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Texas Association of Student Councils

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Texas Association of Student Councils Child Abuse Prevention Training – PowerPoint PPT presentation

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Title: Texas Association of Student Councils


1
Texas Association of Student Councils
  • Child Abuse Prevention Training

2
Why this training is important
  • Child abuse has become a nationwide issue since
    about the 1980s.
  • Schools, camps, churches and other youth
    organizations have come under intense scrutiny.
  • We must be sensitive and well-informed to avoid
    potential difficulties in this area and for the
    well-being of the young people entrusted to our
    care.

3
A Team Effort
  • It is not just the responsibility of the Workshop
    Director to prevent child abuse.
  • Preventing child abuse is a team effort.
  • Every employee at a TASC workshop is required to
    take this course and pass the test with 70
    accuracy.

4
Definition of Child Abuse
  • Child abuse is any experience during childhood or
    adolescence that involves inappropriate sexual
    attention from another person.
  • This person is usually an adult but can also be
    an older child or a teenager.
  • Child sexual abuse is not solely restricted to
    _________ contact.

physical
5
Effects of Child Abuse
  • Difficulty in forming long term relationships.
  • Sexual risk-taking
  • Physical complaints and physical symptoms
  • Depression, suicidal thoughts and suicide
  • Links to failure of the immune system and to
    increases in illnesses.

6
Signs of sexual abuse
  • Fear of a parent or fear of the perpetrator
  • Withdrawn or isolated
  • Overly compliant or cooperative when that is not
    their usual behavior
  • Sexually precocious, which is being involved in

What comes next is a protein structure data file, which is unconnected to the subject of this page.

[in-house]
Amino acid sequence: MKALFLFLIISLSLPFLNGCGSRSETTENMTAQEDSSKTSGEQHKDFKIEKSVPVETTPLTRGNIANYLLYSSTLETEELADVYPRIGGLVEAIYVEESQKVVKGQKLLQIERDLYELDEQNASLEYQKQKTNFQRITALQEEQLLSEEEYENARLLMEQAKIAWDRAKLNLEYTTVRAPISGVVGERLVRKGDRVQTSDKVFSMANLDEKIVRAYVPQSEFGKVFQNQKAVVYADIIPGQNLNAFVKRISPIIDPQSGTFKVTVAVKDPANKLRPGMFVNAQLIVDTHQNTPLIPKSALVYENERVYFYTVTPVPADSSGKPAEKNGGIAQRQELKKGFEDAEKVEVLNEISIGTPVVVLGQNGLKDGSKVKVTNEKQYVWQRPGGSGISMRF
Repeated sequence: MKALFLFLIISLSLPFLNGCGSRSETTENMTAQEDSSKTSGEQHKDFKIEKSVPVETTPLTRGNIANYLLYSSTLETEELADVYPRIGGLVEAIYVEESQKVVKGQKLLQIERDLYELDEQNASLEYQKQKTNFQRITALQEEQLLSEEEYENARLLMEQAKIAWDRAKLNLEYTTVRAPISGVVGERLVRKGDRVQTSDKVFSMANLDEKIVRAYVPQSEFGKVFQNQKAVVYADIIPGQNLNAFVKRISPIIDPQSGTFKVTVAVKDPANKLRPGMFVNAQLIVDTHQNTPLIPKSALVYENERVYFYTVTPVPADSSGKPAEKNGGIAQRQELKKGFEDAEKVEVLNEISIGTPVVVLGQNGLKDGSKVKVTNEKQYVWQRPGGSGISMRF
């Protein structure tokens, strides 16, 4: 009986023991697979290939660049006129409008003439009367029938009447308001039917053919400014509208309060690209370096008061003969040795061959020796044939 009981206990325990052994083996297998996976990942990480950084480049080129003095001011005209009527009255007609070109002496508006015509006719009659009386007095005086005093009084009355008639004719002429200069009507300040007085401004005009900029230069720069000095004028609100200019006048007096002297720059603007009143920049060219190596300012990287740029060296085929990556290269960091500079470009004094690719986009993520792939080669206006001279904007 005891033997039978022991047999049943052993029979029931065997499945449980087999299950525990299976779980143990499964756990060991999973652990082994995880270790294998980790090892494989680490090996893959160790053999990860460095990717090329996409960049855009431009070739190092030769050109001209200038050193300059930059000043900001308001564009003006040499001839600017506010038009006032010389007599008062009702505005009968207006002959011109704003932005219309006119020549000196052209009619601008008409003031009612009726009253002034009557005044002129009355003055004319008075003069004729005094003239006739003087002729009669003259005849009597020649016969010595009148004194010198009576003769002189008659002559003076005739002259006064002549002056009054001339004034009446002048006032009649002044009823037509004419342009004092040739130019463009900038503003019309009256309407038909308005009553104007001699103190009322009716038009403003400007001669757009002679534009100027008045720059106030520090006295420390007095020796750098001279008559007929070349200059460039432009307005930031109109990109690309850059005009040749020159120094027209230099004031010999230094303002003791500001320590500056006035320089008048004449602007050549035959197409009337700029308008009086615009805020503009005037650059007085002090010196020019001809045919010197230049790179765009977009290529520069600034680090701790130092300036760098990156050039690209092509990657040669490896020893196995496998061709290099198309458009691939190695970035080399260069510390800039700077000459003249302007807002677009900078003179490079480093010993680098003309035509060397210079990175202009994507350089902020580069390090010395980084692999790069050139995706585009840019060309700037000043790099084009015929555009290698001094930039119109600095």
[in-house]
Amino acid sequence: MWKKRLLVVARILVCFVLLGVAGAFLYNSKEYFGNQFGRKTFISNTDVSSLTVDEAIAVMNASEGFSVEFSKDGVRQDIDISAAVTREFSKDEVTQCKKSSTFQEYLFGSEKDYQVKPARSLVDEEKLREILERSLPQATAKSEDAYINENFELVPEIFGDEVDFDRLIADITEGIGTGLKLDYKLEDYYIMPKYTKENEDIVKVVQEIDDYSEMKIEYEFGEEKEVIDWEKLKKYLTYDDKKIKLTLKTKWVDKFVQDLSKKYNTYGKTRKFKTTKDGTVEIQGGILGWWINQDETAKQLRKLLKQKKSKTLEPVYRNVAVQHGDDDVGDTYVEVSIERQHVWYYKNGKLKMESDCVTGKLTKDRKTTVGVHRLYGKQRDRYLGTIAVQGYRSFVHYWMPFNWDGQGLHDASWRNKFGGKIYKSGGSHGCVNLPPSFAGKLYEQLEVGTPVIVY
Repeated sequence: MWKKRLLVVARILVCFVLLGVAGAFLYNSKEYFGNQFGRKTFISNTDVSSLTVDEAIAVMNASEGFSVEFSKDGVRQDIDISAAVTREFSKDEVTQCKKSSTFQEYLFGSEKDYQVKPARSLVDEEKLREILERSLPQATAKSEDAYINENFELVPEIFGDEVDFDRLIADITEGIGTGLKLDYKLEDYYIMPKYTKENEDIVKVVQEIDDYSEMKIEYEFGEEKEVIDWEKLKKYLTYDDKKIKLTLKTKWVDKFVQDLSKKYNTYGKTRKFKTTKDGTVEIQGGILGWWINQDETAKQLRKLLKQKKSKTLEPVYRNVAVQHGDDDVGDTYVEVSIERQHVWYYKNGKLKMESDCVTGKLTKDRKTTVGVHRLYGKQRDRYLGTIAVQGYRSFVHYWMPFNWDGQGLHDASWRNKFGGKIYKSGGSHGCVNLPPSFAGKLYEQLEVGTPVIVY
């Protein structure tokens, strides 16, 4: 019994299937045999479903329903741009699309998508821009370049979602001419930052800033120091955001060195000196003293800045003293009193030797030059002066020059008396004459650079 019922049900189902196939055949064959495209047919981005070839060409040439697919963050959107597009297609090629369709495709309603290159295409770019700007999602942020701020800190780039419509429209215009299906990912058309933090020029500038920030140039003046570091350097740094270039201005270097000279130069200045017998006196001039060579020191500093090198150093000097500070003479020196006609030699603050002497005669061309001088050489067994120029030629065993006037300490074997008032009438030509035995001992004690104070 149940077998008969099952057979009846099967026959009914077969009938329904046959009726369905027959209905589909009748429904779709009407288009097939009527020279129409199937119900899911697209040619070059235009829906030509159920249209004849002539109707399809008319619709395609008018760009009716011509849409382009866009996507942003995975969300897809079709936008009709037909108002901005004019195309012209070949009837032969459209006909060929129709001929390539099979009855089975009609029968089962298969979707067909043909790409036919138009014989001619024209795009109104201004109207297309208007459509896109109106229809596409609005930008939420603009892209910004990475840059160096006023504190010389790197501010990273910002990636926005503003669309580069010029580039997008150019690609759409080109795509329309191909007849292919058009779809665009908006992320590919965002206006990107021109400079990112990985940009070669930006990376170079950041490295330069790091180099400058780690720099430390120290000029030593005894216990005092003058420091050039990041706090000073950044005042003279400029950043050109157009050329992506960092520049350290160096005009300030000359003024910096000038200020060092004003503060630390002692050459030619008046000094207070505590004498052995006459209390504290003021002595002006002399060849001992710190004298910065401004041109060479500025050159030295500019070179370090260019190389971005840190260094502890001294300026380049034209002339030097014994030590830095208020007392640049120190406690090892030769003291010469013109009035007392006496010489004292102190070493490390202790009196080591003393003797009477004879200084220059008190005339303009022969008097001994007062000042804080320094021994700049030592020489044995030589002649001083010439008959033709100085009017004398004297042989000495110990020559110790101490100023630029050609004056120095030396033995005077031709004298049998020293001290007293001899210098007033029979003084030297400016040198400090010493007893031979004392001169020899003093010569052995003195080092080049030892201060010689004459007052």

play that is intrusive or inappropriate

7
Signs of sexual abuse
  • As we discuss the signs of abuse, its important
    to note that very few of these findings are
    totally specific for abuse. That means that we
    can see these signs in a child who is not being
    abused. The converse is also true. A child can
    be a victim of abuse and show no outward signs.
  • Dr. Janet Squires
  • Childrens Medical Center of Dallas

8
Characteristics of a child molester
  • A child is more likely to be abused by somebody
    that they know or someone in their family than
    they are by a stranger.
  • About ___ of all sexual abuse of children occurs
    at the hands of older children, primarily
    adolescence.

1/3
9
Strategies of Abusers
seduction
trickery
force
  • Molesters tend to use three basic strategies
    ________, _______ and _____ all wrapped in
    secrecy.

10
Strategies of Abusers
  • There is usually little a child can do to resist
    force, which is a very infrequent act of abuse.
  • The molester may attempt to use bribery by giving
    gifts or other favors to the interested child.
  • The abuser may try to shift the blame to the
    child by telling them it is their fault the
    molestation took place.

11
Strategies of Abusers
  • Other ways that abusers maintain secrecy during
    abusive relationships are
  • Embarrassment
  • Displaced Responsibility (similar to blame)
  • Loss of Affection (98 of the time the molester
    is a wonderful person in the childs life and the
    child values that relationship in spite of the
    abuse.)
  • Threaten the child or someone in their family

12
Abusive feelings and normal curiosity
  • Adolescence can be very sexually confusing. But
    if were talking about something sexual between
    somebody who is older and someone who is younger